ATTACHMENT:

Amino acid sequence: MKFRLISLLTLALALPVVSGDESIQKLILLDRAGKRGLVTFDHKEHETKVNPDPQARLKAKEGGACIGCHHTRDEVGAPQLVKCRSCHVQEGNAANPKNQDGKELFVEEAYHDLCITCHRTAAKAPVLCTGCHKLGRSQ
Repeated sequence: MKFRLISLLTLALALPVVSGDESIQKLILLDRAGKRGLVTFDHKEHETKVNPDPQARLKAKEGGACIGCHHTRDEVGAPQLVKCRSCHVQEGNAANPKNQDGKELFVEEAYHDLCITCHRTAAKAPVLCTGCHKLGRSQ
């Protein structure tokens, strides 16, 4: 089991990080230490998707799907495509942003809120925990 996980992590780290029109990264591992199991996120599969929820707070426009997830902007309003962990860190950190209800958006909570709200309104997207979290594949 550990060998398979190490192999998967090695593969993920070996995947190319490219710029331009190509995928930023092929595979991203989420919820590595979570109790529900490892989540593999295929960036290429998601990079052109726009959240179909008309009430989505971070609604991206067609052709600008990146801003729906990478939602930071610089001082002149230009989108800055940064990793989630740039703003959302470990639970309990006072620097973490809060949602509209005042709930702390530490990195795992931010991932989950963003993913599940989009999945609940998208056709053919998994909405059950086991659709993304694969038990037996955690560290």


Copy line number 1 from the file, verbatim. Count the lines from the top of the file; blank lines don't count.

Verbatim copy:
Amino acid sequence: MKFRLISLLTLALALPVVSGDESIQKLILLDRAGKRGLVTFDHKEHETKVNPDPQARLKAKEGGACIGCHHTRDEVGAPQLVKCRSCHVQEGNAANPKNQDGKELFVEEAYHDLCITCHRTAAKAPVLCTGCHKLGRSQ